Woodworm (generic term for wood boring beetles) is generally caused by four types of woodworm beetles resident in the UK. It is a common misconception that woodworm only affects old properties; in fact it can cause damage to newly constructed buildings as well as old.
Without treatment, woodworm can cause significant damage to the structure of a property and depending on the level of woodworm infestation; it can result in a property becoming structurally unsound.
What are the common types of woodworm which can be found in the North of England?
a. Common Furniture Beetle (Anobium punctatum)
The most common form of woodworm is the common furniture beetle. The common furniture beetle is a wood boring beetle, measuring 2.7mm- 4.5mm in length and has a brown ellipsoidal body.
This beetle attacks softwood species of timber leaving 1-2mm exit holes. It generally prefers damp, rather than dry wood and the grub will head for, and stays in, plywood for longer than any other timber.Common Furniture Beetle can be found in damp floorboards, damp loft timbers and old furniture where the polished finish has worn off, are good areas where the common furniture beetle can be found. The common furniture beetle lays its eggs on the timber and the grubs do the damage.
b. Death Watch Beetle (Xestobium rufovillosum)
The Death Watch beetle is a wood boring beetle approximately 7mm long with larvae growing up to 11mm long.To attract mates, these woodborers create a tapping or ticking sound that can be heard in old building rafters during quiet summer nights. They are therefore associated with quiet, sleepless nights and are named for the vigil (watch) kept beside the dying or dead with the superstitious therefore naming it the Death Watch beetle.The Death Watch beetle much prefers very damp conditions and which are improved when there is some kind of fungal decay such as “wet rot” in the timbers. The beetle needs these conditions to develop rapidly.The Death Watch beetle prefers European hardwoods, especially oak, ash and chestnut; that has been “softened” with dry or wet rot. The larvae tend to tunnel towards the centre of the timber resulting in damage that may be more extensive than is apparent from the exterior. In the UK, this species is concentrated chiefly in southern/central England.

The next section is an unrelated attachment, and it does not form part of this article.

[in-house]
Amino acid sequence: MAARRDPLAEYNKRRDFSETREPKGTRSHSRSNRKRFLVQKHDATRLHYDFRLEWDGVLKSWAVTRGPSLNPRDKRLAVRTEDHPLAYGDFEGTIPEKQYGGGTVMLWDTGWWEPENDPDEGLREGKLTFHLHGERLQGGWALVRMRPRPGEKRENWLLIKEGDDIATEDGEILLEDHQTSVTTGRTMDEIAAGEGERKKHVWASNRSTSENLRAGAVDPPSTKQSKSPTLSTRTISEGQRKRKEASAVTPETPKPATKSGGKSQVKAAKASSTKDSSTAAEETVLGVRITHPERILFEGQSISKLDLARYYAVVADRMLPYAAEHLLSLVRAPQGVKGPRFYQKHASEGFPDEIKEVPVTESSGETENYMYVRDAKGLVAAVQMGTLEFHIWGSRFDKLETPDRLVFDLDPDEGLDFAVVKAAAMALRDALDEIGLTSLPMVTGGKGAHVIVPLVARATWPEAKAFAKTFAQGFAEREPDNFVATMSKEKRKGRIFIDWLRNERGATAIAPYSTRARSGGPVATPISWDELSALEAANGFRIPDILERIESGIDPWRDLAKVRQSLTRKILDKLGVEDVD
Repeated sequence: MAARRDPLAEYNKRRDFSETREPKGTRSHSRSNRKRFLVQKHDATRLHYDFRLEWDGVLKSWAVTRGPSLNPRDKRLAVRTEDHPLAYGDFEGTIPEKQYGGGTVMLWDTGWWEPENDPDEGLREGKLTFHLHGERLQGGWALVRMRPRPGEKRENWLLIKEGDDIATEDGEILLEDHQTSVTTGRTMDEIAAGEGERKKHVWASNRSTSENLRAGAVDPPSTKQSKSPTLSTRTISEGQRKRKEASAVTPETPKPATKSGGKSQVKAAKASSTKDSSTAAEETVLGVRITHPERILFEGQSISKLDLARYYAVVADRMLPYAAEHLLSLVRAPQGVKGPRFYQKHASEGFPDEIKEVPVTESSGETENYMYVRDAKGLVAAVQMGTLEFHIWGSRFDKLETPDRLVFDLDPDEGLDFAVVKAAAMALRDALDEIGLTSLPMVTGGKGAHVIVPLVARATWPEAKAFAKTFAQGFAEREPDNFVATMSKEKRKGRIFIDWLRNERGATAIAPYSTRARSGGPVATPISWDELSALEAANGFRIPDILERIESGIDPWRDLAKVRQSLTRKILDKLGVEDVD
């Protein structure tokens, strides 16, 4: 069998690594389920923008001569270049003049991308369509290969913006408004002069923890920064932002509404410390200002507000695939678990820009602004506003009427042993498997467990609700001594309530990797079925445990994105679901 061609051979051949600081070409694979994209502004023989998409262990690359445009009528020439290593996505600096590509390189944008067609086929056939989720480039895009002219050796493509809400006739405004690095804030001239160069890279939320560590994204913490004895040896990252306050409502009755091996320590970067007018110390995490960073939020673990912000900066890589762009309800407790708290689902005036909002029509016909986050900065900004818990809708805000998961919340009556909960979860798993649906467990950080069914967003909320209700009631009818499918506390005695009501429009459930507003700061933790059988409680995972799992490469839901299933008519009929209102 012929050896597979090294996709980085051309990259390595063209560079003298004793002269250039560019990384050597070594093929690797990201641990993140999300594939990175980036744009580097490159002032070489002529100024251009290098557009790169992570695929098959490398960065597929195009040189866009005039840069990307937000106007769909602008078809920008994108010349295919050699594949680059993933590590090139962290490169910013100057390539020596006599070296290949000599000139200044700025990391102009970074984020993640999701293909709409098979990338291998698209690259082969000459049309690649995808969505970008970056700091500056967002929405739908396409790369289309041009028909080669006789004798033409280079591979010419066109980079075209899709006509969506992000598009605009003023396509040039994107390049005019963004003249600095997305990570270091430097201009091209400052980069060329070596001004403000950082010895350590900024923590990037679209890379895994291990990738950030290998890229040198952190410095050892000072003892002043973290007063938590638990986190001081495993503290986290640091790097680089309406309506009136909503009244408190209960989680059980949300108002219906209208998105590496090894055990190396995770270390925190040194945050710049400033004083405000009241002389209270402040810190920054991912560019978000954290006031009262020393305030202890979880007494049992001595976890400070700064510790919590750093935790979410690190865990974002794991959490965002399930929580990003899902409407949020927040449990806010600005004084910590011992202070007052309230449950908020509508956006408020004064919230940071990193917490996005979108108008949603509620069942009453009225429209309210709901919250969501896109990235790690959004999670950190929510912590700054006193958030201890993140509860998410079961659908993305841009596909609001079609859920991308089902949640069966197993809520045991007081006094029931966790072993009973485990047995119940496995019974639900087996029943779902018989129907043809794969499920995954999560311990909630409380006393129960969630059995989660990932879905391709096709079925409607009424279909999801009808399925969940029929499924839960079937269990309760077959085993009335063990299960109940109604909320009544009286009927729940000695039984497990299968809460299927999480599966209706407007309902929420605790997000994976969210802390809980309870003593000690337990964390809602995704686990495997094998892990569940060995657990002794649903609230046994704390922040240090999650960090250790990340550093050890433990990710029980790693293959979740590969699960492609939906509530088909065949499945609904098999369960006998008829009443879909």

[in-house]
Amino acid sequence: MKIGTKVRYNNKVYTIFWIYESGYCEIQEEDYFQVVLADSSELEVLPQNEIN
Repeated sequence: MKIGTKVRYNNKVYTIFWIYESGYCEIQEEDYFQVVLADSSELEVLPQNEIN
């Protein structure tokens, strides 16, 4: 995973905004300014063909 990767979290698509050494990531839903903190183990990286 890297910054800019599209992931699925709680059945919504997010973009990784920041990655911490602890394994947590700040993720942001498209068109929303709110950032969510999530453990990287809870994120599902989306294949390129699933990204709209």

c. Wood Boring Weevil (Euophryum sp)
The Weevil as an adult is 2.5mm to 5mm in length, reddish brown to black in colour and have a long snout, a cylindrical body and short legs. The larvae are a creamy white C-shaped, wrinkled and legless.Damage is associated with damp and decaying wood, particularly timber already rotted by cellar fungus. Infestations can spread to adjacent healthy timber.
d. Bark Borer (Ernobius mollis)
The Borer as an adult is 3mm to 6mm in length, red or chestnut brown with yellow silky hairs on body. Female lays 20-30 eggs in bark crevices which hatch into larvae in two to three weeks. Pupation follows in spring or early summer, lasting one or two weeks. Adults emerge between May and August.Damage is confined to unbarked softwoods, causing no structural damage. Occurs on pergolas, rustic work, fence posts and garden sheds.
2. How to spot if you need Woodworm Treatment
If you have noticed any of the following signs:
- Small round holes in your woodwork, similar to the holes in a dart board.
- Fine, powdery dust around these holes (this is known as frass).
- Crumbly edges to boards and joists.
- Adult beetles emerging from the holes or present around the house, usually the adult beetles can be found on window cills.
Then please ring our office on 0161 425 7595 to arrange for one of our CSRT (Certified Surveyor in Remedial Treatment) qualified Surveyors to inspect the problem at a time convenient for you, and to provide you with a detailed report and specification for any necessary treatments.